They wash their hands of neo-Nazis and wag their fingers at leftists. They denounce a press corps they see as biased and controversies they view as manufactured. But in the frenzied blame game over the deadly violence at a rally of white supremacists, Donald Trump’s loyal base is happy to absolve the president himself.
Even as Trump’s zig-zag response to the weekend bloodshed in Charlottesville, Virginia, has brought criticism from some Republican lawmakers, many men and women who helped put him in office remain unmoved by the latest uproar.
“He has done nothing to turn me away from him,” said Patricia Aleeyah Robinson, of Toledo, Ohio.
Robinson is black and her support of Trump has put her at odds with many in her life, costing her friendships and straining family relationships.
But the 63-year-old retired truck driver sees the controversy over Trump’s response to Charlottesville as being driven by those seeking to disrupt his agenda and push backers like her away. She said she knows he pays no deference to racists and feels he is the only president who has ever spoken directly to blacks. She admires his refusal to sugarcoat his beliefs.
Three hundred miles south in a Charleston, West Virginia, shopping mall, Joyce Ash took a moment to ponder Trump after buying a dress Wednesday to wear to the funeral for her husband of 33 years, who died of pancreatic cancer.
The 71-year-old woman summoned nothing but support for the political novice who led her to ditch her lifelong support of Democrats. She recalled sitting up all Election Night to watch Trump clinch the win, and said nothing since made her reconsider her vote.
“Let the president do his job instead of trying to take him out every time you turn around,” Ash implored. She didn’t follow the back-and-forth over Trump’s statements on Charlottesville but saw no reason to question him: “I believe in Donald Trump, I really do. I believe that if they would just give this man a chance, the economy, everything will start going better.”
Though images of Nazi flags and men in white hoods sickened many Americans, the president’s most ardent champions saw no reason any of that should change their feelings for Trump.
“You know why it doesn’t bother me? Because he is everybody’s president whether you like him or don’t like him. Everything he does, he’s doing it for our country,” said Patsy Jarman, a 70-year-old retired factory worker in New Bern, North Carolina. “And if you don’t like being here, you need to leave.”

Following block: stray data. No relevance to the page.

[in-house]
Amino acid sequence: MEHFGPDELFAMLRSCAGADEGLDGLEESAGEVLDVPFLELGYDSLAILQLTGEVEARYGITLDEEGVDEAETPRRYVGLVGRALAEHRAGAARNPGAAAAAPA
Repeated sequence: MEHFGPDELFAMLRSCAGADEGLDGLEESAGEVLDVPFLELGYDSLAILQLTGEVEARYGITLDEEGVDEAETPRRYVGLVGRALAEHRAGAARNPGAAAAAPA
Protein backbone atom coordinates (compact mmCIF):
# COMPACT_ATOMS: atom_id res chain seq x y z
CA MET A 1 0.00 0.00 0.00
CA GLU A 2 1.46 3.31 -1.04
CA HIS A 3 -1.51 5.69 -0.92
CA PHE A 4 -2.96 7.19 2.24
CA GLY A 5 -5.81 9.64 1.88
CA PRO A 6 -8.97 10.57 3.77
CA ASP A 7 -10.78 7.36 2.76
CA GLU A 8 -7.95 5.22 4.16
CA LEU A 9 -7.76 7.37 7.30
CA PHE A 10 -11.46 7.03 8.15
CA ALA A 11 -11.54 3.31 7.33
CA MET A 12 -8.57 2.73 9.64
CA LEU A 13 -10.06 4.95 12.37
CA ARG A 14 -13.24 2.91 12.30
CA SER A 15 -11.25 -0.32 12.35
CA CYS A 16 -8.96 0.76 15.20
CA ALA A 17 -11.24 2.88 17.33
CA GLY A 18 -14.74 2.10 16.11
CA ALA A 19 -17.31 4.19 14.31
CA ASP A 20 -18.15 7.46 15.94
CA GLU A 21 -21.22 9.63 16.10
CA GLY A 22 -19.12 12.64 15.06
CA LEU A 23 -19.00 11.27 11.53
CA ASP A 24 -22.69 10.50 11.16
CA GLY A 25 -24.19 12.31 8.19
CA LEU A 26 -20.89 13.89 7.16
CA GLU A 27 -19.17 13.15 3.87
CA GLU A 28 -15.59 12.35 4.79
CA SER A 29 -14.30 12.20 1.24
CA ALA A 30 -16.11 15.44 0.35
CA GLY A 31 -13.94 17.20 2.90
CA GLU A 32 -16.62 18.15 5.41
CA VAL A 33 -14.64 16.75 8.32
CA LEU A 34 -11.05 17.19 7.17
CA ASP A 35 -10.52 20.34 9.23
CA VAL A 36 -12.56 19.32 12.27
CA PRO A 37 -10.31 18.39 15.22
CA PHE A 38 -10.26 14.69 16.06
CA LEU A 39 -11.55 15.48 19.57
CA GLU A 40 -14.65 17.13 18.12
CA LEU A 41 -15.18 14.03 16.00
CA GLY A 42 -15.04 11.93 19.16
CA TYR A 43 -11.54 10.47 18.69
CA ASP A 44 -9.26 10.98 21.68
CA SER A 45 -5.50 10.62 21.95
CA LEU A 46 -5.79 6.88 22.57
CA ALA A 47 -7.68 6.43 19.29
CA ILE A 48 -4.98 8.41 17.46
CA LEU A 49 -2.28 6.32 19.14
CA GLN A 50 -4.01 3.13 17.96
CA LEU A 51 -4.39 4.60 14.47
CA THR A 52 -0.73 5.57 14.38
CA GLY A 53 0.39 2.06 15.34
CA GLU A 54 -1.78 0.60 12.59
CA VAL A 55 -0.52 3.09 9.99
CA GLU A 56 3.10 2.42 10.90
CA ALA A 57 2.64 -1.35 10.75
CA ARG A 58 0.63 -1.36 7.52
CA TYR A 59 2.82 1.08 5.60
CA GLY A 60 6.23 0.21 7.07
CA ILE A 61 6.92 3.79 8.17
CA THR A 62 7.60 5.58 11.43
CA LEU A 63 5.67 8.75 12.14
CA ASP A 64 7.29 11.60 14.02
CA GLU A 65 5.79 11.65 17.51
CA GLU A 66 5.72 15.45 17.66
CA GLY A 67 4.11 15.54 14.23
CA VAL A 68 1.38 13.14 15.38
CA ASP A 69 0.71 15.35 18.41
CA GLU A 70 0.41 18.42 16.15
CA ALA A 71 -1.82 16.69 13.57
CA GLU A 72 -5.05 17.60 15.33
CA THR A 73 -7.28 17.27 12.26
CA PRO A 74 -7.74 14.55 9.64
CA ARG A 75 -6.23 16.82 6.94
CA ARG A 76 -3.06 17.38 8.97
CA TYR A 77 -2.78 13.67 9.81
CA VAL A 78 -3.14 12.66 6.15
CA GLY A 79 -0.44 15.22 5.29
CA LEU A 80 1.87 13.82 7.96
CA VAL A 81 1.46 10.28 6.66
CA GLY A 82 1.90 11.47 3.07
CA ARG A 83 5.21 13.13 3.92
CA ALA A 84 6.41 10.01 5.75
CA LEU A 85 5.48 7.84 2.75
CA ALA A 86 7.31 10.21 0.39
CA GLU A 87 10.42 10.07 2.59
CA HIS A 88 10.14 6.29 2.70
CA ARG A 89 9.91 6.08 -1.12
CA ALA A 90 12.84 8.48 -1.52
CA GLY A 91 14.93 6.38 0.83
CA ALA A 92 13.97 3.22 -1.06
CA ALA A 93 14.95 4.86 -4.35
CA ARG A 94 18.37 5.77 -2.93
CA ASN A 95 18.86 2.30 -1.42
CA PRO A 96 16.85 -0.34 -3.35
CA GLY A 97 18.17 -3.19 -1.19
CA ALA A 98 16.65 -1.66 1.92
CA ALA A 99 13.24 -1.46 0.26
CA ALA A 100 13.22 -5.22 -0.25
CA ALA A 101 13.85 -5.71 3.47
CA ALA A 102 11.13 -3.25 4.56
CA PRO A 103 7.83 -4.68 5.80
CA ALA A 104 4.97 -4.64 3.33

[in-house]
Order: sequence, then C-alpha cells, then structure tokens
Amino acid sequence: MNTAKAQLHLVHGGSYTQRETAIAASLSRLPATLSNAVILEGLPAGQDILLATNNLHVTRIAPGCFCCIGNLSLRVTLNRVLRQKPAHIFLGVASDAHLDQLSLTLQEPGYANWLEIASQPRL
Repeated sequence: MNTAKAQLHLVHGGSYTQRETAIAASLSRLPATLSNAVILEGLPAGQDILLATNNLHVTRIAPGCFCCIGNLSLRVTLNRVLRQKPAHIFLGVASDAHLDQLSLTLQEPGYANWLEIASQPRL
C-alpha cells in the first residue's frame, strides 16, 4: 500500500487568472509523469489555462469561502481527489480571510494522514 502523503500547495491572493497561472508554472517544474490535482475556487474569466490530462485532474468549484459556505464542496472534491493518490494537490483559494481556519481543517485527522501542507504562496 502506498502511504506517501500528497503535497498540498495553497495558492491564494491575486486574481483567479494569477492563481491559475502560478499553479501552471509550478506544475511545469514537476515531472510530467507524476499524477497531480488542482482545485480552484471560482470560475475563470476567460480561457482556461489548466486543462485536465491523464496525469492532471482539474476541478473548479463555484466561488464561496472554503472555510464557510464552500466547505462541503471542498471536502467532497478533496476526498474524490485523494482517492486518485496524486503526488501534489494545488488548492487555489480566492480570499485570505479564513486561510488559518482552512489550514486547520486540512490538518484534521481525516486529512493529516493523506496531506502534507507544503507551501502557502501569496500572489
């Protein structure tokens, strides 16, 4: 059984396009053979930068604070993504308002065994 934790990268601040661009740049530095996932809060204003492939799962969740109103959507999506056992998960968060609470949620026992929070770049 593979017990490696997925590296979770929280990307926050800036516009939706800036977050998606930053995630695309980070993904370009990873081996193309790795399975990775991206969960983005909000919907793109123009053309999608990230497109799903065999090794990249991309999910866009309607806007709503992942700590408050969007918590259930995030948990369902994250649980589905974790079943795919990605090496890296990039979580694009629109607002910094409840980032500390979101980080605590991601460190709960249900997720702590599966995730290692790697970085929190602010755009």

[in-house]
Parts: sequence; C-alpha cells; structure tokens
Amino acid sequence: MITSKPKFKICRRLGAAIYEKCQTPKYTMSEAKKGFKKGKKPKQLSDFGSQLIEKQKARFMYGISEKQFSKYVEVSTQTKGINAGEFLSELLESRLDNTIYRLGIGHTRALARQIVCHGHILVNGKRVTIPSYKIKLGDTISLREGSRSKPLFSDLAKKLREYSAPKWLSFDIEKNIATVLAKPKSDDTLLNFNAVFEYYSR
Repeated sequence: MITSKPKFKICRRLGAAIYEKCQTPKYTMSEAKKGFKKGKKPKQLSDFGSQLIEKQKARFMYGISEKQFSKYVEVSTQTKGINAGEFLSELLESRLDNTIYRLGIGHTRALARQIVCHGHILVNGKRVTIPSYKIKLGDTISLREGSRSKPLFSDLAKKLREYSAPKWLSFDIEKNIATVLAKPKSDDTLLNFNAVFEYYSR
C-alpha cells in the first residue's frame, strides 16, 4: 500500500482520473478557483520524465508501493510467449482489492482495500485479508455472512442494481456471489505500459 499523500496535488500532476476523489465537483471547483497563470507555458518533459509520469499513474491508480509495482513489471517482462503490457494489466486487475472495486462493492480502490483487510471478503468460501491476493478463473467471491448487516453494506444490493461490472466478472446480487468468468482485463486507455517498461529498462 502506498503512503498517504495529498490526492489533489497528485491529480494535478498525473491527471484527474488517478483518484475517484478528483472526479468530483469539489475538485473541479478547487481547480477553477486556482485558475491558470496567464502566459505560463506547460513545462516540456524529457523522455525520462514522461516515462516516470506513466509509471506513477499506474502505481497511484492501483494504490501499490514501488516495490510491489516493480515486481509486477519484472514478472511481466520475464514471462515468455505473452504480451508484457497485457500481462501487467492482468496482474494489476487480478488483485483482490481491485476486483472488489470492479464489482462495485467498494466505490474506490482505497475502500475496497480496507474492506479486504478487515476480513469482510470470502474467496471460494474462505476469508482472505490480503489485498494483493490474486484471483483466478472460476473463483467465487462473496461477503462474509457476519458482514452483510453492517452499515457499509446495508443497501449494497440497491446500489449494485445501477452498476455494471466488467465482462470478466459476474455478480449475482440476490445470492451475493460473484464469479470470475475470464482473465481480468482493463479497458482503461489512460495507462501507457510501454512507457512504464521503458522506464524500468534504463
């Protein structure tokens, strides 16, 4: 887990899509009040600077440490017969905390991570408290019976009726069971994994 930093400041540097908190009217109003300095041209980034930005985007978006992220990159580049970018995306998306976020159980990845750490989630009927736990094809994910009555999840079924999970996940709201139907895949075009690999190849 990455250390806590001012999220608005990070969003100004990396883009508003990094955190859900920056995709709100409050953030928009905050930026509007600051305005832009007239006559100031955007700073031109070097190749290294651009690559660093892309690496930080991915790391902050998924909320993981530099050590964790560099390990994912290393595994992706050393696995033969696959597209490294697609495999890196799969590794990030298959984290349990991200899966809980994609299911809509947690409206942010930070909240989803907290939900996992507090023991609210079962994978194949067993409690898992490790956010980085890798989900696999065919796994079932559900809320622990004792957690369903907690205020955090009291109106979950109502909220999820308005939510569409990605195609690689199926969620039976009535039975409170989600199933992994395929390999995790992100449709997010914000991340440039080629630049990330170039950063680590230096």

Such enthusiasm may be unsurprising in some ways. Trump himself boasted last year he “could stand in the middle of Fifth Avenue and shoot somebody and I wouldn’t lose voters.”
Polls showed his approval ratings dipping even before this flare-up, and now some commentators are proclaiming a historic low point and late-night comedians have turned serious. But many Trump voters interviewed Wednesday showed no sign of moving away from him.
In Florida, 50-year-old Steven Damron of Spring Hill said the president handled the Charlottesville situation well, and he agreed with Trump that “both sides” were to blame.
In Iowa, Branden Nong, 35, of Waukee said that while he wished the president was more careful with his tweets or in his criticism of fellow Republicans, his vote was driven by economic issues, and he has been happy with Trump’s performance.
And in Pennsylvania, 46-year-old substitute teacher Julie Horrell of Mohrsville said: “I am sticking by the president. It’s early in his term yet. He needs to get the time to dig in his feet.”
Julie Brown, a 42-year-old real estate agent in Gilbert, Arizona, accused the media of twisting Trump’s statements on Charlottesville and said local officials did a bad job preparing for the protests. But she remains fully behind a president she sees as exactly the unpolished, authentic leader that the U.S. needs right now, and thinks of how her 4-year-old son will someday learn of this time.
“He’s going to be reading in a textbook one day about the good and the bad that this president is going to do,” she said, “but I hope and I believe it’s going to be more good.”
Contributing to this report were Jonathan Drew in Raleigh, North Carolina; Tamara Lush in Tampa, Florida; Barbara Rodriguez in Des Moines, Iowa; John Seewer in Toledo, Ohio; John Raby in Charleston, West Virginia; Bob Christie and Clarice Silber in Phoenix; Rick Callahan in Indianapolis; and Michael Rubinkam in Hamburg, Pennsylvania.